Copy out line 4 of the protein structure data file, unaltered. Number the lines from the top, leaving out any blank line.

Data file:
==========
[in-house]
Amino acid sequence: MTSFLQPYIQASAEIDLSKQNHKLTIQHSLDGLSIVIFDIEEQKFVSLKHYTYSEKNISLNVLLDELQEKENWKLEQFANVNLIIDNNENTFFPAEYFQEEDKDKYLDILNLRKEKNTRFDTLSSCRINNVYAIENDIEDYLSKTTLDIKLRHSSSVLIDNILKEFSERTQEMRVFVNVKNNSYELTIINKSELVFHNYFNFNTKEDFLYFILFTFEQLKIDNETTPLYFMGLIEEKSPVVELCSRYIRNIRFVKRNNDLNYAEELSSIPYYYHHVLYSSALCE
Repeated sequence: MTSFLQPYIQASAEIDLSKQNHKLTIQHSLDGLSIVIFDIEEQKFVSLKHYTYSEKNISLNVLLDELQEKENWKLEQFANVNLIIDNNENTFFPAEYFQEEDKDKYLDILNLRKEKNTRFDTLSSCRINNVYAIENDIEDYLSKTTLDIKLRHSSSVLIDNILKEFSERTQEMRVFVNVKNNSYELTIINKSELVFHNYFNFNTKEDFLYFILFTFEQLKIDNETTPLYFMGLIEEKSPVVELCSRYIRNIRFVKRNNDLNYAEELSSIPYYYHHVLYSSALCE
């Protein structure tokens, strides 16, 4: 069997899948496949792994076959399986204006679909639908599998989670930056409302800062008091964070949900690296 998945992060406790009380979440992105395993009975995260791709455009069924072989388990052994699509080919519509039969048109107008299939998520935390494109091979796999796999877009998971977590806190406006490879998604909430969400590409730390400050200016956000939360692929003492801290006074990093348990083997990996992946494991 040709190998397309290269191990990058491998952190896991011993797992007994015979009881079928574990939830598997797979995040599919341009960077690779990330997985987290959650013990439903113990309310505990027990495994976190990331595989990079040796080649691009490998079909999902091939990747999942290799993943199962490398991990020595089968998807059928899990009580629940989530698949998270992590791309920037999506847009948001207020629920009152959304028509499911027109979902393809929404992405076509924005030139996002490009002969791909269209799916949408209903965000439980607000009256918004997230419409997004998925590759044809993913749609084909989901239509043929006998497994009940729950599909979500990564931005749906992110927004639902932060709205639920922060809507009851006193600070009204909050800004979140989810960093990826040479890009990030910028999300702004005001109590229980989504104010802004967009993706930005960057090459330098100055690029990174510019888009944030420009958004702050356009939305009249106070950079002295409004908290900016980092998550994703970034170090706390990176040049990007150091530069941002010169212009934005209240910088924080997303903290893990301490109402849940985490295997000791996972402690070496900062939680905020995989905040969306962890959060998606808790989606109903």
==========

């Protein structure tokens, strides 16, 4: 069997899948496949792994076959399986204006679909639908599998989670930056409302800062008091964070949900690296 998945992060406790009380979440992105395993009975995260791709455009069924072989388990052994699509080919519509039969048109107008299939998520935390494109091979796999796999877009998971977590806190406006490879998604909430969400590409730390400050200016956000939360692929003492801290006074990093348990083997990996992946494991 040709190998397309290269191990990058491998952190896991011993797992007994015979009881079928574990939830598997797979995040599919341009960077690779990330997985987290959650013990439903113990309310505990027990495994976190990331595989990079040796080649691009490998079909999902091939990747999942290799993943199962490398991990020595089968998807059928899990009580629940989530698949998270992590791309920037999506847009948001207020629920009152959304028509499911027109979902393809929404992405076509924005030139996002490009002969791909269209799916949408209903965000439980607000009256918004997230419409997004998925590759044809993913749609084909989901239509043929006998497994009940729950599909979500990564931005749906992110927004639902932060709205639920922060809507009851006193600070009204909050800004979140989810960093990826040479890009990030910028999300702004005001109590229980989504104010802004967009993706930005960057090459330098100055690029990174510019888009944030420009958004702050356009939305009249106070950079002295409004908290900016980092998550994703970034170090706390990176040049990007150091530069941002010169212009934005209240910088924080997303903290893990301490109402849940985490295997000791996972402690070496900062939680905020995989905040969306962890959060998606808790989606109903």